As Channel 2 WSB-TV focuses on its anniversary coverage, they have the University of Georgia’s Brown Media Archives & Peabody Awards Collection and a Grady College class to thank for their contributions.
The anniversary celebrations included research by Janice Hume’s History of American Mass Media class from spring 2018. Hume, the Carolyn McKenzie and Don E. Carter Chair for Excellence in Journalism and head of the Department of Journalism, tasked students with a project that involved extensive research of the WSB-TV Newsfilm Collection in the UGA archives.
“The collection is Georgia history, and it’s a record of 70 years of important news,” Hume said about the reason she assigned the project to her students.
The 40 students were divided into groups and each group was assigned a decade to study. The students were asked to do a background analysis on major events covered in that decade and identify a 20-second raw video clip and a raw clip that was more than a minute-and-a-half that would be appropriate for a retrospective. At the end of the semester, the students presented their findings to Hume and management of WSB-TV.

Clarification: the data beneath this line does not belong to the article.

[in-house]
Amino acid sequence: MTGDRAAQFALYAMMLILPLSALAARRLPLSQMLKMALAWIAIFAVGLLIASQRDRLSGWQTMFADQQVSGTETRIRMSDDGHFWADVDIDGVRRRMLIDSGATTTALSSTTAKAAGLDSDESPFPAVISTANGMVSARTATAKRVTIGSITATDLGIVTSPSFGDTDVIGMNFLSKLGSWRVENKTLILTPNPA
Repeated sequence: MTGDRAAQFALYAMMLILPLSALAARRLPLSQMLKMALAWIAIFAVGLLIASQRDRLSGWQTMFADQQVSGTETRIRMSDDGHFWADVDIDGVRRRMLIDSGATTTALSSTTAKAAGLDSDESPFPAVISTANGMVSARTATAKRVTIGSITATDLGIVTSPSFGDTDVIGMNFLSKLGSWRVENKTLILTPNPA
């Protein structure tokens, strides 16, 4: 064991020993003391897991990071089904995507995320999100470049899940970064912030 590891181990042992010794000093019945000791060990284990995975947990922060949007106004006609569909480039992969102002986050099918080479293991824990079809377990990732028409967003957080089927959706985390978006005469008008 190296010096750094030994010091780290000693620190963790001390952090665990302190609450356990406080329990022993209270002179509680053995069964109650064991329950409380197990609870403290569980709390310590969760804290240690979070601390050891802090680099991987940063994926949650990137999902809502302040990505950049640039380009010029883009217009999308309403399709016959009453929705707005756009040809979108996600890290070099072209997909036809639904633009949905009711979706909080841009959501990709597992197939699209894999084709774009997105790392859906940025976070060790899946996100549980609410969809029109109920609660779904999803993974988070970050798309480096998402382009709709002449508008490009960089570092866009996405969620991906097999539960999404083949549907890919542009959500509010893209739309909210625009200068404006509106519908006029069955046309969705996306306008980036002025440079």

Through this process, the students saw how the news stories of the day were treated, how they were reported based on the existing technologies and how the daily news overtime became Atlanta and Georgia’s recorded history.
“It’s important for people to go back and understand the past,” Hume told Channel 2 in a press release. “In early television, for example, it (video) was like Kleenex. They used it and threw it away. There’s so much early television lost to history.” Hume added that it was, “impressive that WSB-TV saved its footage. So many places, both national and local television, did not.”
The WSB Newsfilm Collection at the University of Georgia’s Walter J. Brown Media Archive & Peabody Awards Collection contains more than five million feet of newsfilm dating from 1949 to 1981. The collection covers the Civil Rights Movement, the legacy of Dr, Martin Luther King, Jr., the political careers of Jimmy Carter, Julian Bond, Andrew Young, Maynard Jackson, Herman Talmadge, Lester Maddox, Carl Sanders, George Wallace, Richard Russell, William Hartsfield, and many others. The richness of the collection lies in the fact that the footage is raw. It is not the televised newscast, but is the unedited and additional “B-roll” footage.
WSB-TV was one of the first television stations in the South when it started airing on September 29, 1948.